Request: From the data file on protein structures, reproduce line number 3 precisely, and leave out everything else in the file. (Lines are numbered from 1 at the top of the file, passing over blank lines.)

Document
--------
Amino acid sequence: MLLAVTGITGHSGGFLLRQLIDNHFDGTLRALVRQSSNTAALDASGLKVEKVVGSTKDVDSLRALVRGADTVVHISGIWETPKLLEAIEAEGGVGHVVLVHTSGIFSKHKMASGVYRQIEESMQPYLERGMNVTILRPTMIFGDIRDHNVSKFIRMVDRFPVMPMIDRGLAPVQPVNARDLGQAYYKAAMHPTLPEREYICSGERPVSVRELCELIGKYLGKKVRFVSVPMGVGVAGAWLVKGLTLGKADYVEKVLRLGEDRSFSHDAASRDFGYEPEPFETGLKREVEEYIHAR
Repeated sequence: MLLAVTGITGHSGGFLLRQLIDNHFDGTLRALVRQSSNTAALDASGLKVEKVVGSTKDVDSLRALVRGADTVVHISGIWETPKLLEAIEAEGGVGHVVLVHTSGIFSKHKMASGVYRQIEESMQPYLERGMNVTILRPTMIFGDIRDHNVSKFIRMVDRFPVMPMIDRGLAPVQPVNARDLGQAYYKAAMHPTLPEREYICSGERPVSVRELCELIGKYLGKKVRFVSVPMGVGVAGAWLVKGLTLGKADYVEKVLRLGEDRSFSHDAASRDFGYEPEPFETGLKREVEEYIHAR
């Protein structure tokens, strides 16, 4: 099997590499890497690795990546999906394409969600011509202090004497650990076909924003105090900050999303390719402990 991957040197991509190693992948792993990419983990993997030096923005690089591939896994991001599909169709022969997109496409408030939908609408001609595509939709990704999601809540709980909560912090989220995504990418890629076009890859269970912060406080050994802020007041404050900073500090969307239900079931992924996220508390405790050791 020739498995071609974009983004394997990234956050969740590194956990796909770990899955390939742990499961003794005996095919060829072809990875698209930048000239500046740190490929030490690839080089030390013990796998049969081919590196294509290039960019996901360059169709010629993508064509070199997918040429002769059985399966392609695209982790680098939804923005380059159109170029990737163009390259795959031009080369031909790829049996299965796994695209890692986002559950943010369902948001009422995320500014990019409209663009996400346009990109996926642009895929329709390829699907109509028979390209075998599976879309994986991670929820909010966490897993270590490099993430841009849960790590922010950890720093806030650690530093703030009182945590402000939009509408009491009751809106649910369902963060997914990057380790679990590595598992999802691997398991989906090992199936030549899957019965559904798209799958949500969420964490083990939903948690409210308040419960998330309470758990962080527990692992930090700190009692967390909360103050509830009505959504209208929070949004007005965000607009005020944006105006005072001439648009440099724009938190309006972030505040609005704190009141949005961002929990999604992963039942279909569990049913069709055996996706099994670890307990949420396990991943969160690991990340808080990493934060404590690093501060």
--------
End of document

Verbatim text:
């Protein structure tokens, strides 16, 4: 099997590499890497690795990546999906394409969600011509202090004497650990076909924003105090900050999303390719402990 991957040197991509190693992948792993990419983990993997030096923005690089591939896994991001599909169709022969997109496409408030939908609408001609595509939709990704999601809540709980909560912090989220995504990418890629076009890859269970912060406080050994802020007041404050900073500090969307239900079931992924996220508390405790050791 020739498995071609974009983004394997990234956050969740590194956990796909770990899955390939742990499961003794005996095919060829072809990875698209930048000239500046740190490929030490690839080089030390013990796998049969081919590196294509290039960019996901360059169709010629993508064509070199997918040429002769059985399966392609695209982790680098939804923005380059159109170029990737163009390259795959031009080369031909790829049996299965796994695209890692986002559950943010369902948001009422995320500014990019409209663009996400346009990109996926642009895929329709390829699907109509028979390209075998599976879309994986991670929820909010966490897993270590490099993430841009849960790590922010950890720093806030650690530093703030009182945590402000939009509408009491009751809106649910369902963060997914990057380790679990590595598992999802691997398991989906090992199936030549899957019965559904798209799958949500969420964490083990939903948690409210308040419960998330309470758990962080527990692992930090700190009692967390909360103050509830009505959504209208929070949004007005965000607009005020944006105006005072001439648009440099724009938190309006972030505040609005704190009141949005961002929990999604992963039942279909569990049913069709055996996706099994670890307990949420396990991943969160690991990340808080990493934060404590690093501060």